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Cross‐sectional study of emergency department presentation triage categories at Goondiwindi Hospital and their effect on the treatment of acute emergencies

Saleh, Ashraf
The Australian journal of rural health 2017 v.25 no.4 pp. 235-240
cross-sectional studies, health services, hospitals, patients, physicians, rural health, t-test, Queensland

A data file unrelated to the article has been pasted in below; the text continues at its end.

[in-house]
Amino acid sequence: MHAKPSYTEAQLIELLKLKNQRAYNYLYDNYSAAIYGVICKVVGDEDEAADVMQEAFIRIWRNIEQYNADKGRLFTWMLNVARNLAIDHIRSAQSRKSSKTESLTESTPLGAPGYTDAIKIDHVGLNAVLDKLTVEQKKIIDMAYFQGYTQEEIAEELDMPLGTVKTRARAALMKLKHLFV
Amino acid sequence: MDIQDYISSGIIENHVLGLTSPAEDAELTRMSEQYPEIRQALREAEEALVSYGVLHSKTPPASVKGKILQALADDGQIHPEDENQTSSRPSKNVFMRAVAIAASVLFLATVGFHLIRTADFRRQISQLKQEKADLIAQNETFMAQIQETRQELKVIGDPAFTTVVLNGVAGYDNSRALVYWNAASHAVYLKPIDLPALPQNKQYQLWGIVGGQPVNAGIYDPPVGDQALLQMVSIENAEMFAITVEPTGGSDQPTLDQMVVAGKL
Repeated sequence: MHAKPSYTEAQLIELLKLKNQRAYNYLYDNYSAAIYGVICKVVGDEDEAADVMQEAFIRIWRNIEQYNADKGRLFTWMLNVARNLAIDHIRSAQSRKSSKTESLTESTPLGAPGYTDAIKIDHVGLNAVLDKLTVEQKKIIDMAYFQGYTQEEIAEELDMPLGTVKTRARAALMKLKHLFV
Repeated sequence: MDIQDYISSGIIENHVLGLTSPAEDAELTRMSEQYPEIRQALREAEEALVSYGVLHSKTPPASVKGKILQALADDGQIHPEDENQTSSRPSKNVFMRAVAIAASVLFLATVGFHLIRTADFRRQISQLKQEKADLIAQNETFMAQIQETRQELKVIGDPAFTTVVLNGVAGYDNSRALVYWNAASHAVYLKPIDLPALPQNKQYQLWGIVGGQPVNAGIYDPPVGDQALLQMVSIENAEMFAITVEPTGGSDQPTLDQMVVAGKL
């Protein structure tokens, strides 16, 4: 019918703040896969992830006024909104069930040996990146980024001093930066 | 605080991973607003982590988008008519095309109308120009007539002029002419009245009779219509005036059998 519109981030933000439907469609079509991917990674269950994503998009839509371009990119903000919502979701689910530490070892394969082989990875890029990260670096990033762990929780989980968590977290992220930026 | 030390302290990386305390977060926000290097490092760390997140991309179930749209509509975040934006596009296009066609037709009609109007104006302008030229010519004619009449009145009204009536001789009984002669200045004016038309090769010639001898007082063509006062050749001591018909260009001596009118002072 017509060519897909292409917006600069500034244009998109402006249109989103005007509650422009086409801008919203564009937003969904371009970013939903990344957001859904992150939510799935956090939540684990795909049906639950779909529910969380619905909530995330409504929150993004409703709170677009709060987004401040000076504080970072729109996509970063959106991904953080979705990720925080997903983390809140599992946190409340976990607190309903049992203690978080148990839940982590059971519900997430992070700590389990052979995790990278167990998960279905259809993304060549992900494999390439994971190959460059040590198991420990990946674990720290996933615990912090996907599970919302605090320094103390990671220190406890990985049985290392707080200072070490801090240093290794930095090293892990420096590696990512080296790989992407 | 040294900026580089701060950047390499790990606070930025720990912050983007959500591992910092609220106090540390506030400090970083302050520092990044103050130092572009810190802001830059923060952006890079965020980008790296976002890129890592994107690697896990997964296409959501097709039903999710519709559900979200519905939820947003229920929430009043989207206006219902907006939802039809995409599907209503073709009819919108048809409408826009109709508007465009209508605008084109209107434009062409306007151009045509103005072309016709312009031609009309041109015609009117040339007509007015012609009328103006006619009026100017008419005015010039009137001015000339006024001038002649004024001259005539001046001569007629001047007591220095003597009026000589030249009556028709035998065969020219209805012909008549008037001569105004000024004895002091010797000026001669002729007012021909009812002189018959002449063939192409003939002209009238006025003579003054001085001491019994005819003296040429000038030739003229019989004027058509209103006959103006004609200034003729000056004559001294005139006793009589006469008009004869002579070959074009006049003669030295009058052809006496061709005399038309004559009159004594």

OBJECTIVE: The objective of this study was to investigate the number and proportion of non‐acute presentations to a district hospital emergency department in Goondiwindi, a rural Queensland town, both in the treatment of emergency cases and potential barriers patients have in seeing a medical practitioner in the general practice setting. DESIGN: Occasions of service to Goondiwindi Hospital were collated from administrative records according to Australasian Triage Scale categories and analysed by Student's t‐test for monthly variations in triage category presentations. SETTING: Outpatient clinic (emergency department of a public district hospital). PARTICIPANTS: All patients presenting to Goondiwindi Hospital Emergency Department from 1 January 2013 to 30 June 2013. MAIN OUTCOME MEASURE: Proportion of high and low triage category presentations in Goondiwindi Hospital during the study period. RESULTS: Triage category 4 and 5 presentations comprised 35.9% (mean = 225 per month) and 44.4% (mean = 278 per month), respectively, of all occasions of service at the Goondiwindi Hospital Emergency Department during this 6 month period. Life‐threatening presentations (Triage Category 1 and 2) comprised <5% of all occasions of service at Goondiwindi Hospital. There were statistically insignificant differences between total occasions of service by month of presentation. CONCLUSIONS: Although patients of all acuities presented to Goondiwindi Hospital, low‐acuity presentations were more common than reported at larger hospitals. Frequent interruptions impairing attention to more urgent tasks were noted at Goondiwindi Hospital, causing delayed treatment of sick patients. Educating the local community in the appropriate use of public health services would help direct more attention to the most ill seeking medical care at rural emergency departments such as Goondiwindi Hospital.